Latest update: 11/1/2004; 4:39:44 AM
quidquid bene dictum est ab ullo, meum est ~ Seneca
~ This Day in Ancient History

pridie nonas octobres

  • ludi Augustales scaenici (day 2 -- from 11-19 A.D. and post 23 A.D.)
  • ludi Augustales scaenici (day 4 -- from 19-23 A.D.)
  • 105 B.C. -- the Cimbri inflict a massive defeat on Roman legions at Arausio
  • 175 A.D. -- martyrdom of Sagar in Phrygia
  • 1962 -- birth of the rogueclassicist

::Wednesday, October 06, 2004 5:43:07 AM::

~ Father Foster

This week Father Foster talks about his summer vacation ... some really useful vocab in this one for Latin teachers ... Latin teachers might also be interested in Father Foster's opinions on current trends in Latin instruction (which actually echo something I told my wife (a French teacher) about French instruction recently).

::Wednesday, October 06, 2004 5:29:21 AM::

~ APA Election Results

From the APA site come the results of this summer's elections:

Jenny Strauss Clay

Vice President, Professional Matters
David Konstan

Vice President, Research
Jeffrey J. Henderson

Members, Board of Directors
Sally R. Davis, Susan C. Shelmerdine

Education Committee Member
Terence O. Tunberg

Goodwin Award Committee Member
Richard P. Martin

Nominating Committee Members
Mary-Kay Gamel,  Mark Griffith

Program Committee Members
Kathryn A. Morgan,  David Sider

Professional Matters Committee Member
Susan Ford Wiltshire

Publications Committee Member 
Anthony Corbeill

::Wednesday, October 06, 2004 5:25:53 AM::

~ Comparative Latin Grammar

Sauvage Noble points to Michael Weiss' Outline of the Comparative Grammar of Latin, a series of 41 lessons in .pdf ... worth a look/download (scroll down past the photo).

::Wednesday, October 06, 2004 5:17:57 AM::

~ Another Classics Blog

I just stumbled upon another blog by a Classicist ... Stanford's Michael Shanks, who is a Classical archaeologist and also appears to do 'cultural and social anthropology' (which makes his having a blog 'natural'). Anyhoo ... his blog wanders over a wide range of items, mostly archaeological ... worth a look.

::Wednesday, October 06, 2004 5:05:10 AM::

~ Rabbits and Carpathia

Folks are probably aware of the ecological disaster wrought upon Australia by the introduction of bunnies in the mid-19th century (or, perhaps, have seen in parodied in the Simpsons when Bart introduced a large bullfrog). Over at Laudator, MG has a short item which suggests Carpathia underwent a similar disaster ... useful to file away.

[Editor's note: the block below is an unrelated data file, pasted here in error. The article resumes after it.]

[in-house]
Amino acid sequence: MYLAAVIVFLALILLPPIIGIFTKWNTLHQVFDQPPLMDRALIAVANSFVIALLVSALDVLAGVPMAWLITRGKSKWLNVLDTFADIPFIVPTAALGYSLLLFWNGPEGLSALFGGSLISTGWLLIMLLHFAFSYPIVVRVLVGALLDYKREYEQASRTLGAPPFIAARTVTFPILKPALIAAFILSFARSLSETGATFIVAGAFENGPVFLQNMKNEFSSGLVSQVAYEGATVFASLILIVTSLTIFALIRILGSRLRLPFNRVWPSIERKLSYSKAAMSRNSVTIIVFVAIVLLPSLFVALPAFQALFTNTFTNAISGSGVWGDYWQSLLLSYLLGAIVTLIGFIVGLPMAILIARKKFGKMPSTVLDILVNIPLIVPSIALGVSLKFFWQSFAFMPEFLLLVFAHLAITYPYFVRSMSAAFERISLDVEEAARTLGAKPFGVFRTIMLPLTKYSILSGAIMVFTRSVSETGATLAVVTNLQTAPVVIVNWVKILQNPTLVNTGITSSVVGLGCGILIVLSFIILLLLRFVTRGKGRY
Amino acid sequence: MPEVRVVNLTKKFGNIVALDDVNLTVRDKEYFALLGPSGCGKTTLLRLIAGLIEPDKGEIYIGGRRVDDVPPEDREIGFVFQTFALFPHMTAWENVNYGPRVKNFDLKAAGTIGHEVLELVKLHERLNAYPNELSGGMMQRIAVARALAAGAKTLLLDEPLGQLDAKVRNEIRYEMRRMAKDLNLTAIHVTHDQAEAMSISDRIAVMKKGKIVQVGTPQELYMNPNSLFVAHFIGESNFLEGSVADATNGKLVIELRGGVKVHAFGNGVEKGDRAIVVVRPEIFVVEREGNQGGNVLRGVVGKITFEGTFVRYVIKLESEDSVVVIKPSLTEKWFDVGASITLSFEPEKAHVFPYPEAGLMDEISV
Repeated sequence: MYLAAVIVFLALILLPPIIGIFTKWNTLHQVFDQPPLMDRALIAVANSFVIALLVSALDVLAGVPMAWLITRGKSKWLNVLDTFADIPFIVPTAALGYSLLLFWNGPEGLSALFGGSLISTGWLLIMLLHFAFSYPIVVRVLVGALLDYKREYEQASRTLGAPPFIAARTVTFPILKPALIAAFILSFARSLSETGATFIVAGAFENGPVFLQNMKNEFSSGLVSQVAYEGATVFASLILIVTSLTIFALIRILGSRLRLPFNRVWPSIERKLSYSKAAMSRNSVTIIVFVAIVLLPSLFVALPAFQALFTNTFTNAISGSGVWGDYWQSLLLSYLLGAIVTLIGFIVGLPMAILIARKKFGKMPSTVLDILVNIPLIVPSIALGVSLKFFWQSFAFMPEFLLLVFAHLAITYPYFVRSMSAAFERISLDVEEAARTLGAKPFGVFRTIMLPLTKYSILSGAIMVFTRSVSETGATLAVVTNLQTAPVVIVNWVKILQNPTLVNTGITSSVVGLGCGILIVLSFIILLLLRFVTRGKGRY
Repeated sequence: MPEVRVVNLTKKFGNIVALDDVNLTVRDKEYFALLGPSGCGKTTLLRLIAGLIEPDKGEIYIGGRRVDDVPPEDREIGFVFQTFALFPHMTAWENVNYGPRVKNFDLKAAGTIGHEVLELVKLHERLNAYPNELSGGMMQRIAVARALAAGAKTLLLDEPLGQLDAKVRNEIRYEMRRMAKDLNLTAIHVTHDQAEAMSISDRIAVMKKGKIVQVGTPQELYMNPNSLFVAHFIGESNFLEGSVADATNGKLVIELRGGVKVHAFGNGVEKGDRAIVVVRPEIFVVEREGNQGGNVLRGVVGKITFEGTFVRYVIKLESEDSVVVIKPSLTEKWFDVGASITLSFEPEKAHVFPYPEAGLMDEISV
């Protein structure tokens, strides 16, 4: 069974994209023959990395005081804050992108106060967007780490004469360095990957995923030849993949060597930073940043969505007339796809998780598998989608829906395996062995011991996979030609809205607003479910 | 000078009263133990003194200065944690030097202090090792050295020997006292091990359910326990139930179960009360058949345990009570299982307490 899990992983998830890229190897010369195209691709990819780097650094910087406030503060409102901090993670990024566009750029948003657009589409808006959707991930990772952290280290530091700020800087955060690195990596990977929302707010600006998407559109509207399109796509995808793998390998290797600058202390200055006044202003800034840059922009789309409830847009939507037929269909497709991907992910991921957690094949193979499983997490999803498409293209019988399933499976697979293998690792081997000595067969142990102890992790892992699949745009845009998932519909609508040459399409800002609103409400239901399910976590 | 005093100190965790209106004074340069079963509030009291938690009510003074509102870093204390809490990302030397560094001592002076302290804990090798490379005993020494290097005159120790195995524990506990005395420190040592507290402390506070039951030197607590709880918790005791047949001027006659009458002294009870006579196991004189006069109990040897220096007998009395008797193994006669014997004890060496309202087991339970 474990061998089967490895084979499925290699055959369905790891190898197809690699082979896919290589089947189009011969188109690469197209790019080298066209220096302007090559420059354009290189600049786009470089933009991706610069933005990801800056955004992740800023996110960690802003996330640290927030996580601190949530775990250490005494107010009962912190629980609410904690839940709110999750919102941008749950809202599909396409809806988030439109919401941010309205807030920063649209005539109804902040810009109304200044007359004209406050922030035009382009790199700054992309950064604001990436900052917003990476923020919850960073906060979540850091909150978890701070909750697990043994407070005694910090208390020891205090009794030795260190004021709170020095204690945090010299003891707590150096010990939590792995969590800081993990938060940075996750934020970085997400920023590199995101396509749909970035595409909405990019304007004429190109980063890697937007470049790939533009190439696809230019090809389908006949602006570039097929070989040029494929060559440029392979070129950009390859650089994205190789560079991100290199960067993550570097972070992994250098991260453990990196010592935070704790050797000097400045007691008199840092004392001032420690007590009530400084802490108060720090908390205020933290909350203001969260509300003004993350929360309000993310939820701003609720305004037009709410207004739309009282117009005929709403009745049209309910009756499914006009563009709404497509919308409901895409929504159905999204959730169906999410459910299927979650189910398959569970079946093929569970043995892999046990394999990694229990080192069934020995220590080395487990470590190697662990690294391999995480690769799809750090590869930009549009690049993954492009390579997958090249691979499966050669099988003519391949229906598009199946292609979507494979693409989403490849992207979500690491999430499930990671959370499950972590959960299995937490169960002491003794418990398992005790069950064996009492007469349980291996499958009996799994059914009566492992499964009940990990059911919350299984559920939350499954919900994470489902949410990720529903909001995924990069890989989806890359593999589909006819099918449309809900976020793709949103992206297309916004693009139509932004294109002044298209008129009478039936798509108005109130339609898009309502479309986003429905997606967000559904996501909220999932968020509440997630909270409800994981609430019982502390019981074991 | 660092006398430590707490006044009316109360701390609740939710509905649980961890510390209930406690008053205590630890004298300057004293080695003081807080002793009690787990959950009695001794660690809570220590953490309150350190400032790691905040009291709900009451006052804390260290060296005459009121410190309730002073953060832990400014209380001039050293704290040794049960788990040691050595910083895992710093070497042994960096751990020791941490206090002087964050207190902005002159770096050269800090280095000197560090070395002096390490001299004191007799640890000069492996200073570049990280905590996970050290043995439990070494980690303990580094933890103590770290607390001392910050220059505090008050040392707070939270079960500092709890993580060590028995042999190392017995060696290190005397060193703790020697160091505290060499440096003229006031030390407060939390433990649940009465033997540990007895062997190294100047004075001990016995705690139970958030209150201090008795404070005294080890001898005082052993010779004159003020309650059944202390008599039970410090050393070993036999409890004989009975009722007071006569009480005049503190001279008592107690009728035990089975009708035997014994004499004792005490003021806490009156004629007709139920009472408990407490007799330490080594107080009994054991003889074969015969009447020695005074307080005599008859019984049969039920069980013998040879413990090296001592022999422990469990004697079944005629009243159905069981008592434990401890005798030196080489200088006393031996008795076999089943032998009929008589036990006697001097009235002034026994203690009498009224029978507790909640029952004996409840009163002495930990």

::Wednesday, October 06, 2004 4:55:38 AM::

~ Glassmaking in Roman Times's Archaeology Guide Kris Hirst featured this one yesterday ... Glassmaking in Roman Times is a UPenn Museum site which doesn't have so much glass displayed, per se, but has an excellent overview of its production.

::Wednesday, October 06, 2004 4:52:16 AM::

~ Quote of the Moment

From the Washington Times:

Which makes you wonder what exactly Mr. Kerry is trying to say. He has recently tied himself to a position on Iraq, like Odysseus lashed to the mast, in order to resist the siren song of temptation to change his mind again.

::Wednesday, October 06, 2004 4:46:06 AM::

~ AWOTV: On TV Today

8.00 p.m. |HINT| Pompeii: A City Rediscovered
On August 24, in the year 79 AD, the apocalyptic eruption of Vesuvius relegated the memory of the wealthy Roman city of Pompeii to the realms of legend and myth. Take a virtual tour of this vital and fantastic ancient city as we explore its mysteries. Now, new excavations, sound scientific evidence, and extraordinary computer graphics recreate the magnificent city and the cataclysmic eruption that silenced its inhabitants.
8.30 p.m. |HINT| Glorious Rome: Capitol of the Empire
Art, aesthetics, literature, theater, law, city planning: These are just a few of the debts owed by Western civilization to Rome, the glorious capital of the greatest and most powerful empire that the world has ever known. Take a tour of this vast metropolis as it was during its peak, and see it through the eyes of the Roman citizens of the time. State-of-the-art technology, coupled with enhanced 3-D graphics, allows viewers to explore the architectural treasures as only the Romans could.

10.30 p.m. |HINT| Athens: Western Splendor
Discover why Athens became the preeminent city during the Golden Age of Greece on this virtual tour of the cradle of Western civilization. Travel back to the time of Pericles, the noble statesman who led the revolution that touched all fields of knowledge. We visit the amphitheaters that were home to the famous tragedies of the day, tour the site of the ancient Olympic Games, and see the ornate temples of the Gods, including a bird's eye view of the architectural masterpiece of its day--the Acropolis.
11.00 p.m. |HINT| A Place to Call Eturia
Go on a journey to the ancient cities Volterra, Populonia, and Cervetari, and see why Etruscan civilization was famous for its extravagant wealth, fine ceramics, handicrafts, and bustling trade, and how it was all lost in battles with the Greek colonies in southern Italy. Experience the cutting edge of archaeological exploration as we take viewers on a virtual tour of these ancient sites. 

HINT = History International

::Wednesday, October 06, 2004 4:23:34 AM::

1. n. an abnormal state or condition resulting from the forced migration from a lengthy Classical education into a profoundly unClassical world; 2. n. a blog about Ancient Greece and Rome compiled by one so afflicted (v. "rogueclassicist"); 3. n. a Classics blog.

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